The Daily Periodic Rate (DPR) on your credit card could help you figure out how much interest you are paying on your balance each day. Although credit card companies usually calculate your interest charges using an Annual Percentage Rate (APR), it is not uncommon to see daily periodic rate charges broken down on your monthly statement.
Understanding the daily periodic rate on your credit card could help you understand more about how compounded interest charges affect your daily average balance. Keeping these charges in mind, you may be able to pinpoint which credit cards are costing you the most in compounded interest. You'll also find out how much money it is costing you each day to borrow from your current credit card issuer.
Below, you'll find some information on why it may be useful to calculate the daily periodic rate of your credit card. Additionally, you'll also learn how to do so in three simple steps in the event that this information is not calculated for you on your monthly statement.
What is daily periodic rate?
A daily periodic rate defines the amount of interest you are paying on your credit card balance at the end of each day. Each credit card has a different APR or DPR and these rates could vary between issuers due to many factors. Each day's interest charges are added together to determine the total amount for each billing cycle. This interest rate can also be stated as an annual rate on your credit card statements.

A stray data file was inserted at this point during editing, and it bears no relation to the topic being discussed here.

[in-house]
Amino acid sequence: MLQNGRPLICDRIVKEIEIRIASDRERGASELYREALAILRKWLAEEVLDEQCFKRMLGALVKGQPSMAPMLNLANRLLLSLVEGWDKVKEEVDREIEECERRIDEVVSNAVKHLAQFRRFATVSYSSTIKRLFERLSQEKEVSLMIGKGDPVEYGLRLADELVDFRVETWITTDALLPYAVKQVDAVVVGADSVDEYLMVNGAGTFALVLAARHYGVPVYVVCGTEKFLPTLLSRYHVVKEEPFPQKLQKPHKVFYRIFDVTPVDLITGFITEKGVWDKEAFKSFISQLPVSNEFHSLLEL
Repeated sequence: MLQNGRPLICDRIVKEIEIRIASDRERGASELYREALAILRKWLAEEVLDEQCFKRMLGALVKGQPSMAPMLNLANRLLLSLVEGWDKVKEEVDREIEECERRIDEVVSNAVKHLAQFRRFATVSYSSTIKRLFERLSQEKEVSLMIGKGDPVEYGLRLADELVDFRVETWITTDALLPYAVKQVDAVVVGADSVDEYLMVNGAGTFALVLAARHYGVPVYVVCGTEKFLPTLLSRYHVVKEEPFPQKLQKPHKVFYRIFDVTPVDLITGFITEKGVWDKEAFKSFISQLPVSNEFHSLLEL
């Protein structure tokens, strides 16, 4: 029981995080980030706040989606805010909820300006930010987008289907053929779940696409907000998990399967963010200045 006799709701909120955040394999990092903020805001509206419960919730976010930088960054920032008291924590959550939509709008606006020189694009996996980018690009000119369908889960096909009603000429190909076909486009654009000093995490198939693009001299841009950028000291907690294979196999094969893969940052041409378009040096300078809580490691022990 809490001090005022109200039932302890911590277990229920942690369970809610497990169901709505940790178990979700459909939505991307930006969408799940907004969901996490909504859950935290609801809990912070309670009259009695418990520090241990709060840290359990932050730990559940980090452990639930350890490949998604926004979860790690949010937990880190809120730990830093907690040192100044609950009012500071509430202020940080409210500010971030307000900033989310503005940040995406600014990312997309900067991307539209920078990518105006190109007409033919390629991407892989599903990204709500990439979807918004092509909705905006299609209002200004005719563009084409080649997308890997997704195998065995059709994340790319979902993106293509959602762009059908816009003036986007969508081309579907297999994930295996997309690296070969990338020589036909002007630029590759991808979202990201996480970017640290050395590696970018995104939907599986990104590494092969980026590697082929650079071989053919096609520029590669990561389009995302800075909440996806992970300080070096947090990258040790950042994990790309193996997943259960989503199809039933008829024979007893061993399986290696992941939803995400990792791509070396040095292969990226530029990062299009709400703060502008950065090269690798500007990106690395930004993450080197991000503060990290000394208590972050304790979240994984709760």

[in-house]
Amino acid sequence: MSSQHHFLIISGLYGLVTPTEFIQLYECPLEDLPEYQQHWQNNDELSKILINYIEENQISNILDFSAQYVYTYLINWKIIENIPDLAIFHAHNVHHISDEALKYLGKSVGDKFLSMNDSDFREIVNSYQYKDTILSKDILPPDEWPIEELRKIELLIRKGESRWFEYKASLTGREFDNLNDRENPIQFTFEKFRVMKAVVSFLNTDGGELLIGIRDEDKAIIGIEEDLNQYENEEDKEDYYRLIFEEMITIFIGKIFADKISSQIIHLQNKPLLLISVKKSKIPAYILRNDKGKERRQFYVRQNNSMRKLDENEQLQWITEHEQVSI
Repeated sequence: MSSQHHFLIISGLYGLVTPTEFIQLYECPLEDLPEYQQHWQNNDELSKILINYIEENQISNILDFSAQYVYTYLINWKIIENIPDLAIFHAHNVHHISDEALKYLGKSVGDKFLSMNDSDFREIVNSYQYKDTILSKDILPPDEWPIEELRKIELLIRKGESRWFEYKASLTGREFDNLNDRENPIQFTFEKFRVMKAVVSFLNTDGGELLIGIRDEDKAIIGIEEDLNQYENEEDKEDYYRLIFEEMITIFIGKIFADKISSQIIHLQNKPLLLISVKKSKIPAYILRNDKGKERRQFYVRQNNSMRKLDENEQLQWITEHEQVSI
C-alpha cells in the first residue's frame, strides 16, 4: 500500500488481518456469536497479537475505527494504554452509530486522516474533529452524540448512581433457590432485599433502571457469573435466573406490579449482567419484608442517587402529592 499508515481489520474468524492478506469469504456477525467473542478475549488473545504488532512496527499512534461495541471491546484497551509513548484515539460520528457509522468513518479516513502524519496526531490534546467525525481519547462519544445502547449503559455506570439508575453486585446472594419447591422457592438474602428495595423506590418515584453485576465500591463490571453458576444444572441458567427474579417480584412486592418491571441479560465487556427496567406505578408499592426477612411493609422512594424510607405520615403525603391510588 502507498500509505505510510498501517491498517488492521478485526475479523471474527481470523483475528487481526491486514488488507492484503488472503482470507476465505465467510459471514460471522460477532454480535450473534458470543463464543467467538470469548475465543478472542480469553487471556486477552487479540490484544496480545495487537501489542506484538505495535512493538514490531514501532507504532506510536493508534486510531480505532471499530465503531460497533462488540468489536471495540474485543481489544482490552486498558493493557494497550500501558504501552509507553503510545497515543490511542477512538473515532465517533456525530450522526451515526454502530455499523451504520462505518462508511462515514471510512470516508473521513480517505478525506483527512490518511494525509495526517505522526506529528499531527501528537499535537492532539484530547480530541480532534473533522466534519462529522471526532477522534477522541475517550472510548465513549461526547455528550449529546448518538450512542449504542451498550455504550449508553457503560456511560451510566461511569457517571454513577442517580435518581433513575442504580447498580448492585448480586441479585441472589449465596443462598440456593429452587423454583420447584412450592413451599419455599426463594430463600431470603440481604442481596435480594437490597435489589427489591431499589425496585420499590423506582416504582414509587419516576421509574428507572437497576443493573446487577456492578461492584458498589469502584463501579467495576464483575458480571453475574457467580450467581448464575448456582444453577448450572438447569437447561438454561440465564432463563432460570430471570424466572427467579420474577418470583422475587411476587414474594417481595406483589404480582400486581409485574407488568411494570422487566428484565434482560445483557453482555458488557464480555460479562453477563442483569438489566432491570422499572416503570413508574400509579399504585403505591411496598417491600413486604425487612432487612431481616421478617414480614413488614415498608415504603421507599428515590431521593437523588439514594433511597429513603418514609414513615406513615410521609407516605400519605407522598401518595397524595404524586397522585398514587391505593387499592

Why should I calculate my daily periodic rate?
Figuring out how your daily interest is being calculated on a credit card could help you pinpoint which credit cards you should prioritize paying down first. It may be quite eye-opening to find out that you are paying a rather high daily rate on a credit card balance that you have not paid off yet. These calculations could also help you understand whether it is worth putting certain purchases on that specific credit card as well as how much your credit card balance is growing and costing you at the end of each day.
How do I calculate my daily periodic rate?
Your daily periodic interest can be calculated by dividing your Annual Percentage Rate (APR) by the number of days that are taken into account for the year, this is typically 360 or 365 days depending on your credit card issuer. You can calculate your daily period rate in three steps as follows:
- Confirm the current APR rate on your credit card: Look at your monthly statements to find your current Annual Percentage Rate.
- Divide this percentage by 365: Once you have found the APR, divide it by 365 (the number of days in a year) to find out your daily periodic rate. Take for example a credit card with an APR of 23.99%. Using the above calculation, the calculated DPR would be .0657%.
- Calculate your average daily balance: Many credit card issuers will use the average daily balance to calculate your monthly finance charge for a given billing cycle. Using this method, your credit card balance is averaged over the entire billing cycle. This numerical average is then multiplied by the daily periodic rate and then by the number of days in the billing cycle.